Benny Higgins, Tesco Bank’s chief executive, told the Treasury Select Committee yesterday that big banks were working as a “closed user group”.
“The established banks routinely share current account data which can be used to calculate income and expenditure, as well as wider product holdings, through a closed user group,” Benny Higgins said. “This puts smaller players at a disadvantage.”
The banks are also accused of operating a “cartel” on consumer credit data, a claim which they have refuted.
Brian Hartzer, RBS’s UK retail bank head, told the committee: “As far as I’m aware, there is no sharing of credit data amongst the big banks, other than via the credit bureaus who make that data available to people. I don’t know why I would share data like that with other competitors.”
RBS chief exec Stephen Hester backed Brian Hartzer up, adding that Tesco’s vast database on customer habits was its key strength to challenge the established banks. “That’s terrific, that’s their competitive edge, let them use it and it will keep us on our toes.”
With six million customer accounts and a £4.8bn loan book, Tesco Bank is a growing player in the market. But Tesco Bank wants more, planning to launch mortgages and current accounts.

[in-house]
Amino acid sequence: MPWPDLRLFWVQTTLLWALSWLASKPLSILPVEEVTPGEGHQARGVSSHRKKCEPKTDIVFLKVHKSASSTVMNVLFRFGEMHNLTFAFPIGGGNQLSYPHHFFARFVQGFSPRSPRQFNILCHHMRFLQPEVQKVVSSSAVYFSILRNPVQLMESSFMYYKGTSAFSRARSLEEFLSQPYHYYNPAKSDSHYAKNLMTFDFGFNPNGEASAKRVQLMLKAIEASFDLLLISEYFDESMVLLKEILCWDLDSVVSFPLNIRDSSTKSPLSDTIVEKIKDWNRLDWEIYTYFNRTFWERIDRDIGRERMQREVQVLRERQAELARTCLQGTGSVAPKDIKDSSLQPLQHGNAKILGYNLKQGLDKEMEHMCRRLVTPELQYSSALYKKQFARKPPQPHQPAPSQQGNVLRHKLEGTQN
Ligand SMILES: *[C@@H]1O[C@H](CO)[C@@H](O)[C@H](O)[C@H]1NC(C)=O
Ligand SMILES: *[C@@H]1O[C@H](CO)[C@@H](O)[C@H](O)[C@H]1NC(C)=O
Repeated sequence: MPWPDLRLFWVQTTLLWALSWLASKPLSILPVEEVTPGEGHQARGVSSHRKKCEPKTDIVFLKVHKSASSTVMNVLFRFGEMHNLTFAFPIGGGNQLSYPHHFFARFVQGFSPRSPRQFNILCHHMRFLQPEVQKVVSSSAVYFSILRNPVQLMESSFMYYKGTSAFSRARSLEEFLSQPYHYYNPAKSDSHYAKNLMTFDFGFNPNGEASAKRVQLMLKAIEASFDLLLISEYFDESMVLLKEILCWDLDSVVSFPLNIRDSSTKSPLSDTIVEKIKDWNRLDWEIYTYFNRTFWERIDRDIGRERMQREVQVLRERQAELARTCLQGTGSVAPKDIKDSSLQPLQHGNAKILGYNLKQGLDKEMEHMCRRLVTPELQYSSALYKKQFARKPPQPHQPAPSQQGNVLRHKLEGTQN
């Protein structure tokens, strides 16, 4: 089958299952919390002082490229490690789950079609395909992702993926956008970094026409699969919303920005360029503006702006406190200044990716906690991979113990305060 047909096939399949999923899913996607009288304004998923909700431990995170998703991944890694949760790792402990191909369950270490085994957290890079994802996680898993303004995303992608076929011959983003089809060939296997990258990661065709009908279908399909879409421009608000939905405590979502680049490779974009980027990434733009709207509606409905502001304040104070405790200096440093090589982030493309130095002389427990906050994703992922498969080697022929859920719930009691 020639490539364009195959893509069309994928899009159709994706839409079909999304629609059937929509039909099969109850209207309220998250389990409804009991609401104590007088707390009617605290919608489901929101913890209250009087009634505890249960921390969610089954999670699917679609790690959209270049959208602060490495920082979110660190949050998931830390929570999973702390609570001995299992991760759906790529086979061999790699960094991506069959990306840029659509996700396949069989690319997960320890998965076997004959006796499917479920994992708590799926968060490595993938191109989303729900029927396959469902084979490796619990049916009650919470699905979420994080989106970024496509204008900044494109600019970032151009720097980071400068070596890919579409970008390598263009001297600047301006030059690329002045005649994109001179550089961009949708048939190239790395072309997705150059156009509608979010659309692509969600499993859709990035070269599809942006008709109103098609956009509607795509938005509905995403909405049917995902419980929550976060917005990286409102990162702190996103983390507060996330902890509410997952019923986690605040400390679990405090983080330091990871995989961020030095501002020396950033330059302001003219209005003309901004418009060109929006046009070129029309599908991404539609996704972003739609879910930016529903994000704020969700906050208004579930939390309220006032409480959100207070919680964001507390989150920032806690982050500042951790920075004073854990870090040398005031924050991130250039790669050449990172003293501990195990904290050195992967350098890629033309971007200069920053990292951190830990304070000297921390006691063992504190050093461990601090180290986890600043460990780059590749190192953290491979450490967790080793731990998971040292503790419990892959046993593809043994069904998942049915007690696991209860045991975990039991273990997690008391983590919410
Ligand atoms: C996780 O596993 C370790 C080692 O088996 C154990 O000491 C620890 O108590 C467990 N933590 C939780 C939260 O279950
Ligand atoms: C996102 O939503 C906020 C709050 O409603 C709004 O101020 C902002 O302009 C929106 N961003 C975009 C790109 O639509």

“It is an unequivocal conclusion that the market is not competitive,” Benny Higgins said.
Tesco Bank believes the banks are working together through a company called Callcredit, a data management company.
The Daily Telegraph reports that Callcredit runs a so-called “founder group” for the UK’s seven largest banks to share information on the creditworthiness of customers.
Barclays, HSBC, Lloyds Banking Group and RBS are said to be the original founders of the group, and have since been joined by three other banks.
A spokesperson for Callcredit told the Telegraph: “This is not a cartel,” adding that any bank that met the entry standard of one million or more current accounts could join the group.
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